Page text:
The architecture and interior design narrative of Anantara Iko Mauritius Resort & Villas has been inspired by its natural surrounding beauty. As the world daydreams about travel, editor Hamish Kilburn writes…
Located on the southeastern coast of Mauritius on Le Chaland Beach, the resort is a tranquil hideaway offering secluded luxury, where design and service work together to providing heartfelt hospitality.
Set around manicured tropical gardens, the new resort shelters 164 guestrooms and suites with eight additional pool villas, as well as a 30-metre ozone-treated infinity pool sits at the heart of the resort, mirroring the iridescent sky and looking out onto the crashing waves beyond the shoreline.
The interior design scheme reflects the natural wonders of Mauritius, echoing the sparkling shades of the Indian Ocean, golden beaches, amber sunsets, green sugar cane fields and rare corals.
Bangkok based interior designers, Abacus Design Co. Ltd. referenced Mauritius’ natural tropical colour scheme and landscape in native materials when creating the concept. “By mirroring the sea’s movement of ripples, waves and corals, as well as restoring driftwood and recycling materials, we aimed to showcase nature and sustainability at the core of the resort, whilst blending seamlessly with the stunning beachfront environment,” explained Director Samantha Lightbody.
“The measured decision to build the resort a hundred metres back from the beach was taken to lessen the environmental impact on this stunning rugged coastline.”
Australia-based Grounds Kent Architects were responsible for the architecture in collaboration with the Office of Global Architecture in Mauritius. Renewable energy sources have been incorporated into the design to aid sustainable and environmentally friendly operation management, whilst various green initiatives across the resort reduce waste and promote energy recycling. The measured decision to build the resort a hundred metres back from the beach was taken to lessen the environmental impact on this stunning rugged coastline.
The lobby appears to float around a tranquil water garden, where the boundaries between indoor and outdoor are softened, creating a sanctuary-like feel. Upon arrival, the eye is immediately drawn to the ocean, framed picturesquely beyond the infinity pool through a striking stone window.
Indigenous materials honour the warmth and detail of local Mauritian architecture. Distinctive antique basalt stone, used throughout the public spaces in a thoughtful manner, has been reclaimed from demolished buildings on the island. Throughout, traditional roofing materials such as corrugated iron, wood shingle and thatch are incorporated with a modern and refreshing touch.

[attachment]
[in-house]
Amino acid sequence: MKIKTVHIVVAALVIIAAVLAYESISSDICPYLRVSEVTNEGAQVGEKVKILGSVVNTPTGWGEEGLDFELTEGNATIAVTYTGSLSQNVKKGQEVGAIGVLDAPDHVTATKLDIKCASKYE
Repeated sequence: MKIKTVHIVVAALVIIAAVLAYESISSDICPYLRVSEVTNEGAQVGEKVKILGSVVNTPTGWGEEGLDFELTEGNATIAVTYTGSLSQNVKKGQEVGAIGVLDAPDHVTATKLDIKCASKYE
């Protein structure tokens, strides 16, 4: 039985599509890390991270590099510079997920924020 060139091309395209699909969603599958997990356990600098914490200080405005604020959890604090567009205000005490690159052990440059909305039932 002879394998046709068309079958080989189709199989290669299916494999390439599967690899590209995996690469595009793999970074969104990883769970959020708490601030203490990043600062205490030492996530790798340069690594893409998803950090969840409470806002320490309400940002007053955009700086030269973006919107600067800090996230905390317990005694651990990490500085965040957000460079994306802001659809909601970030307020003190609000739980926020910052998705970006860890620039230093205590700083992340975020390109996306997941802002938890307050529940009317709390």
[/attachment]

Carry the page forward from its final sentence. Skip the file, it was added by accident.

At the signature restaurant Sea.Fire.Salt, striking driftwood chandeliers draw attention to the high vaulted ceilings in the restaurant and open air bar area, complimented by the gentle sound of waves as backdrop to this refined take on beachfront dining. In addition, the adjacent alfresco courtyard offers an unforgettable feet-in-the-sand dining experience with tables nestled in powdery white sand to root diners in nature as they enjoy flame grilled seafood.
The poolside Karokan bar’s interior design is reminiscent of a traditional sugarcane mill and a replica sugarcane crusher dominates the space behind the bar. Mounted rum barrel heads create decorative walls whilst natural jute soft furnishings and hessian fabrics are illustrative of the materials historically used in such mills, the remains of which are still visible across the island from the rock mills and chimneys that jut out of the Mauritian landscape.
In the all-day dining restaurant, Horizon, exposed wood trusses lend a lofty spaciousness to the eatery, whilst terracotta chenille fabrics pop against its bright ivory wood palette reflecting the ‘beachscape’ below. The restaurant is furnished with teak tables and braided rope chairs whilst ceramic tile mosaics add a splash of colour to the breakfast stations. Indoors, the air-conditioned glass walled wine cellar, 1884, showcases a rich collection of international wines and can house intimate private dinners, whilst the adjoining Zafran can be reserved for larger exclusive private dining events.
The accommodation buildings feature blade walls to create protected courtyards which define secluded spaces, provide natural lighting and encourage breezy cross ventilation. Spacious balconies frame views of the ocean or surrounding lush tropical gardens. The interior design of the guest rooms has a contemporary feel with silk soft furnishings chosen in colourways that reflect the soothing blue tones of the ocean and the island’s golden sandy beaches, the Jim Thompson fabrics also providing a nod to Anantara’s Thai heritage. Framed artworks from young local Mauritian photographers depict scenery from the authentic South of Mauritius to complement the minimalist décor.
A cocooned village of well-being, the Anantara Spa is housed beneath thatch roofs in a secluded tropical garden bordered by a colonnade of trees known as the Almond Allee. The thoughtful design combines tactile elements and comprises of two double treatment rooms and three single treatment rooms, a beauty salon, a traditional Turkish Hammam, two outdoor Thai massage pavilions and a whirlpool. Additional resort recreational facilities include a state-of-the-art fitness centre and a library filled with classic fiction and historical and cultural books of Mauritius.
The overall design of Anantara Iko Mauritius Resort harmonises with both the natural scenery and the history of its location, combining modernity with indigenous design while retaining a true sense of tranquility and escapism.
Main image credit: Anantara Iko Mauritius Resort